President Obama is about to administer tough medicine to GM and Chrysler, giving them 60 days and 30 days, respectively, to formulate workable plans for financial survival — in addition to securing the resignation of GM CEO Rick Wagoner.
Wagoner’s departure hardly comes as a shock, given that the once-mighty General Motors began its current swoon under his stewardship. But Michiganders and Wall Street analysts alike are pointedly asking the same question Josh raised last night at the TPM mothership: Why did the Obama administration call for Wagoner’s head but allow ineffectual banking CEOs to stay on the job and the government dole?
Here’s how Rep. Thaddeus McCotter (MI), the third-ranked House Republican leader, put it to Reuters:
Mr. Wagoner has been asked to resign as a political offering despite his having led GM’s painful restructuring to date. Mr. Wagoner has honorably resigned for the sake of his company’s working families.
When will the Wall Street CEOs receiving TARP funds summon the honor to resign? Will this White House ever bother to raise the issue? I doubt it.
Henry Blodget, writing at The Business Insider, echoed McCotter’s sentiment and wondered why Bank of America’s Ken Lewis hasn’t gotten the Wagoner treatment. Chrysler autoworkers also saw a double standard in the GM ouster, with one union leader remarking that Wagoner is the “fall guy.”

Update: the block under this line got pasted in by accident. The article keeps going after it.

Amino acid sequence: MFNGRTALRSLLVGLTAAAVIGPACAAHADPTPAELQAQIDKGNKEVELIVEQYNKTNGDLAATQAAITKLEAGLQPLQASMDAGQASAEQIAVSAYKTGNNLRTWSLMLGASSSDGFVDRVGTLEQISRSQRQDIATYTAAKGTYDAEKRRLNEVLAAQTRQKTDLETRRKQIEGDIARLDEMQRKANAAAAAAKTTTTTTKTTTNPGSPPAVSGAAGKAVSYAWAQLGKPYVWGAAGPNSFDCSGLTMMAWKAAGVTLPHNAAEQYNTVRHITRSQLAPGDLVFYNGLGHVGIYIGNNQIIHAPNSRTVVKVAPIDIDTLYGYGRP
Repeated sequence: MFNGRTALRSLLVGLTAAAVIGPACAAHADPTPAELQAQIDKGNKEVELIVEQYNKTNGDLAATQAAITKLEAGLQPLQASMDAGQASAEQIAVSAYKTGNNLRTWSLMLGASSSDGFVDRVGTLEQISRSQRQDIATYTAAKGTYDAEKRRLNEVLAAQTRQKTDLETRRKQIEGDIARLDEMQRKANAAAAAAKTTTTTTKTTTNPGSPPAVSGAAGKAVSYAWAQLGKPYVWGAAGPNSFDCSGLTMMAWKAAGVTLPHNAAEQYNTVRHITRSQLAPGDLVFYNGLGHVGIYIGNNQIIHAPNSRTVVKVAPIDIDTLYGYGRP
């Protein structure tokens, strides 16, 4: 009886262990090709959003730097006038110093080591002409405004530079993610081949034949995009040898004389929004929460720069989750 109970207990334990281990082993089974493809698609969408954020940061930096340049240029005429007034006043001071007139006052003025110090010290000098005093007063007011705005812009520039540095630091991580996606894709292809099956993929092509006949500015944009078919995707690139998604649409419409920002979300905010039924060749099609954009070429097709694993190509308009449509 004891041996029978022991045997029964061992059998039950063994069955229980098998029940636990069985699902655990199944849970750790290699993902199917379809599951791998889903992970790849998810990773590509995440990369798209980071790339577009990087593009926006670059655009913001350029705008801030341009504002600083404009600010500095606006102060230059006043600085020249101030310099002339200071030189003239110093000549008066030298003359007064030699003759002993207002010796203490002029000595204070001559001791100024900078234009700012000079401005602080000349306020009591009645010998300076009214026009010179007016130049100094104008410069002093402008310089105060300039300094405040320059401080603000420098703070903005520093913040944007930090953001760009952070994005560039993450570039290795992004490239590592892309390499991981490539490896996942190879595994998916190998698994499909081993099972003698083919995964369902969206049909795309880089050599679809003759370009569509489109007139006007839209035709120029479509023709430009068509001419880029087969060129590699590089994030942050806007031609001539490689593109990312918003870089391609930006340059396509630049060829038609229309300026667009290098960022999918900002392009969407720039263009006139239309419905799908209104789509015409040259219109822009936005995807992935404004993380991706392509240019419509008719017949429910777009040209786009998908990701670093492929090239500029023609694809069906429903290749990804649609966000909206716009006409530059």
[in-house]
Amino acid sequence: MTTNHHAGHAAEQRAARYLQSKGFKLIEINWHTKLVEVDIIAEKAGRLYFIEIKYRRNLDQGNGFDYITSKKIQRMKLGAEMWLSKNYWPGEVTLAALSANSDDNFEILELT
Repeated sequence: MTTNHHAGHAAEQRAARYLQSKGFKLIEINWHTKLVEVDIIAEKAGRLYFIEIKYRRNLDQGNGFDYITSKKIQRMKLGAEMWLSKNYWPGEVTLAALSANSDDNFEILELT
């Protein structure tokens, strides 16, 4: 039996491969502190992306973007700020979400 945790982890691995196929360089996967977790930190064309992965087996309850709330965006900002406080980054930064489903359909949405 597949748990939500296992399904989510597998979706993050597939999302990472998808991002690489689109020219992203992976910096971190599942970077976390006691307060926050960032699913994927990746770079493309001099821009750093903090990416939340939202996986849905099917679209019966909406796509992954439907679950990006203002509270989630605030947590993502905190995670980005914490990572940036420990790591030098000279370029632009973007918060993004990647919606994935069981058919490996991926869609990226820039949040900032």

But perhaps the most stinging assessment of the Obama administration’s GM intervention came from the editorial board of the Detroit News (Michigan, if you’ll recall, is a key swing state for the 2012 elections):
Dumping Wagoner lets Obama deflect attention away from Wall Street, where his Treasury Department is still moving through quicksand, and turn it on Detroit.
He can portray himself as being tough on the corporate executives who are ruining America, without having to draw blood from the bankers.
We have yet to hear from Michigan’s Democratic senators, Carl Levin and Debbie Stabenow. If they too raise the specter of a harder line being taken with GM than with Bank of America and Citi, the dissatisfaction could boil over on Capitol Hill this week.
Late Update: Levin just told reporters that he believes there’s long been a double standard for Wall Street and Detroit … but that it’s more important to focus on preserving the industry’s health than on anything else. TPMDC has more right here.